Personal hygiene products can be purchased on any drugstore, travel guides can be purchased at the airport, umbrellas can be found pretty much on any store if you are on a rainy place, and hoddies or scarfs can be found cheaply in cold places. Also, hotels normally can provide you of tooth brushes, toothpaste, razors, soap, and other items that would otherwise be pointless in your suitcase.

It will cost you money (airport fees), time (going through airport security), and energy (having to carry pointless stuff with you to every place) to carry unessesary things with you. Bring some extra money with you and free yourself from unnecessary worries and win extra space in the process. You can thank me later.

Example: I visited England and France. The weather on these two countries is mostly rainy, windy, and cold. However, I only packed a sweater, a blazer, and a leather jacket. Once I was there I bought an umbrella and two hoddies for about $50 dollars*.

Do Not Buy/Bring What You Can Borrow:
It is no use to bring something that you know someone else is likely to have. Save some extra space by using the magic words:

“I am sorry, but can you borrow me your _____. It seems that I forgot mine”.

If you ask properly, there is no reason to for people not to be polite and give you what you need. Just make sure you return what you borrow.

Example: I did not mention it, but I took this trip with my best friend. His brother had already been in the UK, which meant that he already had a voltage conversor/adaptor that we could use to plug in and recharge our electronic devices without having them explode.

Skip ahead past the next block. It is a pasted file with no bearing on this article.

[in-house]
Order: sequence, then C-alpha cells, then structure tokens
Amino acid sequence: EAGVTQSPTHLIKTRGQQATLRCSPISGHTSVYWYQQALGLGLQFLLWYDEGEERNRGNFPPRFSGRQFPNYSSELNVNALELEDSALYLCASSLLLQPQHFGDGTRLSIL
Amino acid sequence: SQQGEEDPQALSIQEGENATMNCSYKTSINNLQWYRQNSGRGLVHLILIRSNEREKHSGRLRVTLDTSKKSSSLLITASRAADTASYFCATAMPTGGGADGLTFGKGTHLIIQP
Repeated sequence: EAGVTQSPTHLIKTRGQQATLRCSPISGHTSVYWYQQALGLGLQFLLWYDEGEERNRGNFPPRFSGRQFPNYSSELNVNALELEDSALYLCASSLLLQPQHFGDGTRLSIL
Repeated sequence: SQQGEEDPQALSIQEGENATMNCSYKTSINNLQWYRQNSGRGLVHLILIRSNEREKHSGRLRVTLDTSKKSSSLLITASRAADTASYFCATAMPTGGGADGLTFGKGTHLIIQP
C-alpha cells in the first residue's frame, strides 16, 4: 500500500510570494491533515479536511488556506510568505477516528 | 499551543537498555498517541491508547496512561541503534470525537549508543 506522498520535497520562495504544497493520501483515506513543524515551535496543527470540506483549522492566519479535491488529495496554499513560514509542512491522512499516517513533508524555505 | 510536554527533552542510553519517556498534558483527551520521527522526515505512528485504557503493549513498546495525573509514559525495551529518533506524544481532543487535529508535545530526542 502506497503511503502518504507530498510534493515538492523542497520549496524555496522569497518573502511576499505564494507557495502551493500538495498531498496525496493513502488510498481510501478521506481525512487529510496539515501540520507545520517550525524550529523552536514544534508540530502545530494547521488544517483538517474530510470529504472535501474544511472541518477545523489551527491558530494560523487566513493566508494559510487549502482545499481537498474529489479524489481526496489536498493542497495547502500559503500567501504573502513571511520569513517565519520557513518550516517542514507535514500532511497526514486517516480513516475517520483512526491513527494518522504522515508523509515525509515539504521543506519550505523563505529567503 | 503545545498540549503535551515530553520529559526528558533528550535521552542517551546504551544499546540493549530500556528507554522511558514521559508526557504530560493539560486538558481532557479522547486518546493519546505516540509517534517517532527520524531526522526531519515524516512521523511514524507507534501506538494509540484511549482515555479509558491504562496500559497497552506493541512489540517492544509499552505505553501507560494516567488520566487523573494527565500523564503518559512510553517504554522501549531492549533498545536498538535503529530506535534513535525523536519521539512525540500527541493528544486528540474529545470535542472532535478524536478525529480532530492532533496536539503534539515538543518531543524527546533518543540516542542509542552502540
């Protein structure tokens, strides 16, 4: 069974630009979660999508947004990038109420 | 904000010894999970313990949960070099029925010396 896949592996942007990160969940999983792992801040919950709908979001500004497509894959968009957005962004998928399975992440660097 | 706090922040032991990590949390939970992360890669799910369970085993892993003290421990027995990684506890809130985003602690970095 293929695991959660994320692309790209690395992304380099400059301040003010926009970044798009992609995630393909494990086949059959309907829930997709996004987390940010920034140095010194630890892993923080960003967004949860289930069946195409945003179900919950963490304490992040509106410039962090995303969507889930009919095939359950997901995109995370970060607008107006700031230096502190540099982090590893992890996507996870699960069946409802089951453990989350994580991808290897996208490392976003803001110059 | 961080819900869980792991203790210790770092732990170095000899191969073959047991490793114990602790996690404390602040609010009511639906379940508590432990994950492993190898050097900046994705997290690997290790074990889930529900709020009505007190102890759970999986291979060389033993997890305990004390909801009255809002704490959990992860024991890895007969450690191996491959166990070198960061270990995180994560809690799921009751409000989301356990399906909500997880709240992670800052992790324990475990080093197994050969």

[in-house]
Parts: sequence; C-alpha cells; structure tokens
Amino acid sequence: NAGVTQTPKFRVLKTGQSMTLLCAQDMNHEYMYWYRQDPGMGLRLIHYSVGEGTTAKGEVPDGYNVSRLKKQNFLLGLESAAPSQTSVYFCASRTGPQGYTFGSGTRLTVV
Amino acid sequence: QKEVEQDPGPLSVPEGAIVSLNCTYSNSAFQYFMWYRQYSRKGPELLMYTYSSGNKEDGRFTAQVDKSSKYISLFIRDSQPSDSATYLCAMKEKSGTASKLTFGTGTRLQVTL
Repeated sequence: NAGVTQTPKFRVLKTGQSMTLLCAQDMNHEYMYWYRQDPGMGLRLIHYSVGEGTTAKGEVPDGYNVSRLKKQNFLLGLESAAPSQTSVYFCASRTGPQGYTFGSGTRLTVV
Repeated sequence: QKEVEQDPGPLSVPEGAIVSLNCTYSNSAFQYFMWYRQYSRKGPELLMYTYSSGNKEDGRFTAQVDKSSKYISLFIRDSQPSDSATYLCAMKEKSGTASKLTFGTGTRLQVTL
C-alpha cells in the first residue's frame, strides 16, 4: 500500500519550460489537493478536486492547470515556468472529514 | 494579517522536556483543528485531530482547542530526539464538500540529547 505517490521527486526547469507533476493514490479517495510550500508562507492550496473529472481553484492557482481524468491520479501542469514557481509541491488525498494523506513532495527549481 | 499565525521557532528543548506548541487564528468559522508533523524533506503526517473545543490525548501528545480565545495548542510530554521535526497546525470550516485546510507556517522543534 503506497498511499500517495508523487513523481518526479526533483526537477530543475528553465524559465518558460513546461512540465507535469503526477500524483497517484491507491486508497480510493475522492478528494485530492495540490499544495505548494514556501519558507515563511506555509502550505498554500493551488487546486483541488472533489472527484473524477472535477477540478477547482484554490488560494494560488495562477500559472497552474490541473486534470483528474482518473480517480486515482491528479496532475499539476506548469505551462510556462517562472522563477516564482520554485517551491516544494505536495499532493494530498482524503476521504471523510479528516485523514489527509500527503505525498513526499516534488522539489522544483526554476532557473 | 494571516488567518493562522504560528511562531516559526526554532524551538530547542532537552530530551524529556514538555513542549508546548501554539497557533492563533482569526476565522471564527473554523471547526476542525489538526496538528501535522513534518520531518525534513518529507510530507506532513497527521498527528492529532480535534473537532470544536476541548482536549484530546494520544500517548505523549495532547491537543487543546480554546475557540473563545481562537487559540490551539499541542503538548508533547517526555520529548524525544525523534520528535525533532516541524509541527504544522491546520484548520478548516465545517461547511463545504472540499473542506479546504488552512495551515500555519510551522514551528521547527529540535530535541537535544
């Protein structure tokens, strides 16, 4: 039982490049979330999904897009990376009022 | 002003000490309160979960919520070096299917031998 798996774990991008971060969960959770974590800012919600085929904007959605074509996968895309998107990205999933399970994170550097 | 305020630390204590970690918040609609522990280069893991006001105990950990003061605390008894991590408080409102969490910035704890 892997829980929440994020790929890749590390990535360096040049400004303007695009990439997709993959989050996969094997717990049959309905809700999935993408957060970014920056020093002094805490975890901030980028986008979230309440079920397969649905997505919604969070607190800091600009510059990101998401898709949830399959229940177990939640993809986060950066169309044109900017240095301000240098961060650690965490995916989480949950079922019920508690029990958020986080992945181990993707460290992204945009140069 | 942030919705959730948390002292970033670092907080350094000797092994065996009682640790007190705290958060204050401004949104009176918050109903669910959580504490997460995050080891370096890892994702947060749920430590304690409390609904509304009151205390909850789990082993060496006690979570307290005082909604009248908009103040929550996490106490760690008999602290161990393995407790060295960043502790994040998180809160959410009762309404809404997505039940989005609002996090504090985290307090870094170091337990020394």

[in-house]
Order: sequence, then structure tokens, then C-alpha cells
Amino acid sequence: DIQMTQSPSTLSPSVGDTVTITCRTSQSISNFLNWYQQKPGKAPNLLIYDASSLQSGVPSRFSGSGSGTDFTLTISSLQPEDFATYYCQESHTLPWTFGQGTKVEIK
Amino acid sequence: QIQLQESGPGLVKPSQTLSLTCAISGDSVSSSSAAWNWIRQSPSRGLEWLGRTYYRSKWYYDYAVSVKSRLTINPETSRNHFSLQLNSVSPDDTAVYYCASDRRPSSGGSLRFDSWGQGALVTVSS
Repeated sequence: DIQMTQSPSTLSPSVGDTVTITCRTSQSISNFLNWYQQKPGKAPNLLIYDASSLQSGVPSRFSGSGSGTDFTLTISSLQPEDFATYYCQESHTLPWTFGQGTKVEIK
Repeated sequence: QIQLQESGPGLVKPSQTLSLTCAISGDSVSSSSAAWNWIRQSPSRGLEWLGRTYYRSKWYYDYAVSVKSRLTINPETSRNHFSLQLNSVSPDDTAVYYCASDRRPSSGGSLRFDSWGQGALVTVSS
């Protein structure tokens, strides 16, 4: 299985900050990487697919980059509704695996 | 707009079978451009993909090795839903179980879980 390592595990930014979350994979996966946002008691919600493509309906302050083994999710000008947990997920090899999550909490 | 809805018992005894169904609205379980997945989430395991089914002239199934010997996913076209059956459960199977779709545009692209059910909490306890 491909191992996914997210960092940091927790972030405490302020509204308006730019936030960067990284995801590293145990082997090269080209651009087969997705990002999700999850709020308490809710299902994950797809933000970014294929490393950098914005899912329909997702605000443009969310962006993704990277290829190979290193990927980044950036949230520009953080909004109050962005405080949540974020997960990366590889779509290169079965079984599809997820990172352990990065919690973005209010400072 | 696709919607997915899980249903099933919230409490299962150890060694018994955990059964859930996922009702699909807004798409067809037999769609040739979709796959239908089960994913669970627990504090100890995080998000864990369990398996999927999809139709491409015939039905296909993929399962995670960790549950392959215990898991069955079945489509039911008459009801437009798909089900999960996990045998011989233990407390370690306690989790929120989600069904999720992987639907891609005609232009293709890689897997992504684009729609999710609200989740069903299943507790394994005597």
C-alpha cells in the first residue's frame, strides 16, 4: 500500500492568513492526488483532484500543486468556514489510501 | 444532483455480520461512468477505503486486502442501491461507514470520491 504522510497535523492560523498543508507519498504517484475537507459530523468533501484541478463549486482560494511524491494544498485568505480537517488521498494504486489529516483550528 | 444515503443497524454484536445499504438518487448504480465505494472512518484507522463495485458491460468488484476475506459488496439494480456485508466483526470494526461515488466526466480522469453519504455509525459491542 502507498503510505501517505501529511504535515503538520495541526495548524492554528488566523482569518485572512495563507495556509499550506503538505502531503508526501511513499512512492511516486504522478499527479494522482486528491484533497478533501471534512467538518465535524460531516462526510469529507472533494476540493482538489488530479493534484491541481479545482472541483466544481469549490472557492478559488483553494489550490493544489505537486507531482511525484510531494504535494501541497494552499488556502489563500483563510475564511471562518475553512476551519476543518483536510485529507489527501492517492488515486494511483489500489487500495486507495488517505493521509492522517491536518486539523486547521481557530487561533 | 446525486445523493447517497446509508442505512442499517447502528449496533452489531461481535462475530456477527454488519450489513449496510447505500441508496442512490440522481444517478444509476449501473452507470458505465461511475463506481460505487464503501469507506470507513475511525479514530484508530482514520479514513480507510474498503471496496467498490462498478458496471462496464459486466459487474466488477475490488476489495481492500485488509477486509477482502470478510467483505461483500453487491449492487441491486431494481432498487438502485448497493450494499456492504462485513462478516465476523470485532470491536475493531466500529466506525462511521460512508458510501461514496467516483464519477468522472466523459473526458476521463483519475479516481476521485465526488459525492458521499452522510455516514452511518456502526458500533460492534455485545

My Packing List:
This is the list of everything that I packed for my vacation to Europe. Unlike some lists that you are likely to find somewhere else, this list does not include expensive cameras or brand new gadgets designed for professionals or expert travelers. I wanted to keep things really simple and practical so that absolutely anyone could use my list as a useful guideline for their own packing. Here is the list:

• 5 long sleeve shirts
• 5 Jeans
• 8 Pair of socks
• A Leather jacket
• A Blazer
• A Sweater
• A Pair of tennis shoes. Make sure you bring comfortable shoes since you are likely to walk a lot during your trip. This really saved my feet on Bournemouth.
• Sunglasses
• One pocket flash light. This may seem unnecessary, but it turned out to be quite useful the night that the night went out in my hotel and my cellphone’s battery died. Nothing fancy, any pocket flashlight will do.
• A foldable gym bag. I intended to use this as an emergency bag for extra space if necessary, but I ended up not needing it. Instead, I used it to carry my dirty clothes when I needed to do my laundry.
• Earplugs. Courtesy airline’s earplug are just too uncomfortable for me.
• Headphones. They are bigger than earplugs, but they offer a better sound quality and are much more comfortable.
• 3 combination security locks. One for my suitcase, one for my gym bag, plus an extra one just in case.
• Swimsuit
• 3 short-sleeve shirts. Madrid is too hot for long-sleeve shirts, but I only stayed there for about a week.

That’s it. It may seem like too little for traveling for a whole month to 3 different countries, but this proved to meet my requirements perfectly. Use this list as a guideline and feel free to make changes to fit your own requirements. Just remember to follow the two principles that I mentioned in this post.

Peace, Ricardo Fabila

Actually, the umbrella I got was quite expensive. It cost me £20 pounds (about 33 dollars). I bought it because its quality was outstanding. It never broke regardless of the heavy wind that broke half a dozen of umbrellas in Stonehenge. If you are visiting countries with similar conditions, I suggest buying the best umbrella you can afford since cheap umbrellas are likely to break in less than two days. Trust me.

Title Photo Credit: flickr
Photo Credit: flickr